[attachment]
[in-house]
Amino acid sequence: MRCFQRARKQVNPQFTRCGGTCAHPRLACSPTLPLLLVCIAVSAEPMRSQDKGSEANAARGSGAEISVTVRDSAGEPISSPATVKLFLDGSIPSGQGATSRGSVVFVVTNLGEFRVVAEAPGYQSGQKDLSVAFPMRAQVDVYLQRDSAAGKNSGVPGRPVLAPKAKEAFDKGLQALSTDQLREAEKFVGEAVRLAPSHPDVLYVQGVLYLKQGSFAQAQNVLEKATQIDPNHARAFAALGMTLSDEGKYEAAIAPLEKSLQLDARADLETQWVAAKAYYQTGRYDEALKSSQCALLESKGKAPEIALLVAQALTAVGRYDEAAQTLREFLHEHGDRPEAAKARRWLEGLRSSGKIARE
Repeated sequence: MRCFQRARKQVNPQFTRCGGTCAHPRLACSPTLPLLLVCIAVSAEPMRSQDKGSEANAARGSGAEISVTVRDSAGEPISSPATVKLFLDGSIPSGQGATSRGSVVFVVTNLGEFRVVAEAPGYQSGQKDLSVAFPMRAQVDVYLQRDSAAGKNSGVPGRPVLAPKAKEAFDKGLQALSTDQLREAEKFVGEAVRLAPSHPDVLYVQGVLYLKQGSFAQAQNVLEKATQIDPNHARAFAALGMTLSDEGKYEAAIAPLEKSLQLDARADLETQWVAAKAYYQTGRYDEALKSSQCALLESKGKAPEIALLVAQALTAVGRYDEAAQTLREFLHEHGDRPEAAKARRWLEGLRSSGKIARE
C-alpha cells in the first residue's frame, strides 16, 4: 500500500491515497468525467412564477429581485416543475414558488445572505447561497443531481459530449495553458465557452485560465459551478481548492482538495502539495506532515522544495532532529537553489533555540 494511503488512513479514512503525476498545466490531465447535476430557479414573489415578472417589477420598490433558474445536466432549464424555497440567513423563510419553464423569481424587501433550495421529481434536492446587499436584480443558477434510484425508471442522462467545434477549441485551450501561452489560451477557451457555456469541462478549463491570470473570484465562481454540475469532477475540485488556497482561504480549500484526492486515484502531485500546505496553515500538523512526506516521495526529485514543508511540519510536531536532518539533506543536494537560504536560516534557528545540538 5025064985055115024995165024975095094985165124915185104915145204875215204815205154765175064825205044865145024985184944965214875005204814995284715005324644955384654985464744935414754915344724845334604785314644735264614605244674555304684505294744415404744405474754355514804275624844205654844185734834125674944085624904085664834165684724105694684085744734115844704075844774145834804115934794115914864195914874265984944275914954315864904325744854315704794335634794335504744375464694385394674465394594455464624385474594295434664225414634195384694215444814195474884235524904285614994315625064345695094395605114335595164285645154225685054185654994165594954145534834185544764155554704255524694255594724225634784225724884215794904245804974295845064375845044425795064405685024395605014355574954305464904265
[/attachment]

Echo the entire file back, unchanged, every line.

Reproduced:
[in-house]
Amino acid sequence: MRCFQRARKQVNPQFTRCGGTCAHPRLACSPTLPLLLVCIAVSAEPMRSQDKGSEANAARGSGAEISVTVRDSAGEPISSPATVKLFLDGSIPSGQGATSRGSVVFVVTNLGEFRVVAEAPGYQSGQKDLSVAFPMRAQVDVYLQRDSAAGKNSGVPGRPVLAPKAKEAFDKGLQALSTDQLREAEKFVGEAVRLAPSHPDVLYVQGVLYLKQGSFAQAQNVLEKATQIDPNHARAFAALGMTLSDEGKYEAAIAPLEKSLQLDARADLETQWVAAKAYYQTGRYDEALKSSQCALLESKGKAPEIALLVAQALTAVGRYDEAAQTLREFLHEHGDRPEAAKARRWLEGLRSSGKIARE
Repeated sequence: MRCFQRARKQVNPQFTRCGGTCAHPRLACSPTLPLLLVCIAVSAEPMRSQDKGSEANAARGSGAEISVTVRDSAGEPISSPATVKLFLDGSIPSGQGATSRGSVVFVVTNLGEFRVVAEAPGYQSGQKDLSVAFPMRAQVDVYLQRDSAAGKNSGVPGRPVLAPKAKEAFDKGLQALSTDQLREAEKFVGEAVRLAPSHPDVLYVQGVLYLKQGSFAQAQNVLEKATQIDPNHARAFAALGMTLSDEGKYEAAIAPLEKSLQLDARADLETQWVAAKAYYQTGRYDEALKSSQCALLESKGKAPEIALLVAQALTAVGRYDEAAQTLREFLHEHGDRPEAAKARRWLEGLRSSGKIARE
C-alpha cells in the first residue's frame, strides 16, 4: 500500500491515497468525467412564477429581485416543475414558488445572505447561497443531481459530449495553458465557452485560465459551478481548492482538495502539495506532515522544495532532529537553489533555540 494511503488512513479514512503525476498545466490531465447535476430557479414573489415578472417589477420598490433558474445536466432549464424555497440567513423563510419553464423569481424587501433550495421529481434536492446587499436584480443558477434510484425508471442522462467545434477549441485551450501561452489560451477557451457555456469541462478549463491570470473570484465562481454540475469532477475540485488556497482561504480549500484526492486515484502531485500546505496553515500538523512526506516521495526529485514543508511540519510536531536532518539533506543536494537560504536560516534557528545540538 5025064985055115024995165024975095094985165124915185104915145204875215204815205154765175064825205044865145024985184944965214875005204814995284715005324644955384654985464744935414754915344724845334604785314644735264614605244674555304684505294744415404744405474754355514804275624844205654844185734834125674944085624904085664834165684724105694684085744734115844704075844774145834804115934794115914864195914874265984944275914954315864904325744854315704794335634794335504744375464694385394674465394594455464624385474594295434664225414634195384694215444814195474884235524904285614994315625064345695094395605114335595164285645154225685054185654994165594954145534834185544764155554704255524694255594724225634784225724884215794904245804974295845064375845044425795064405685024395605014355574954305464904265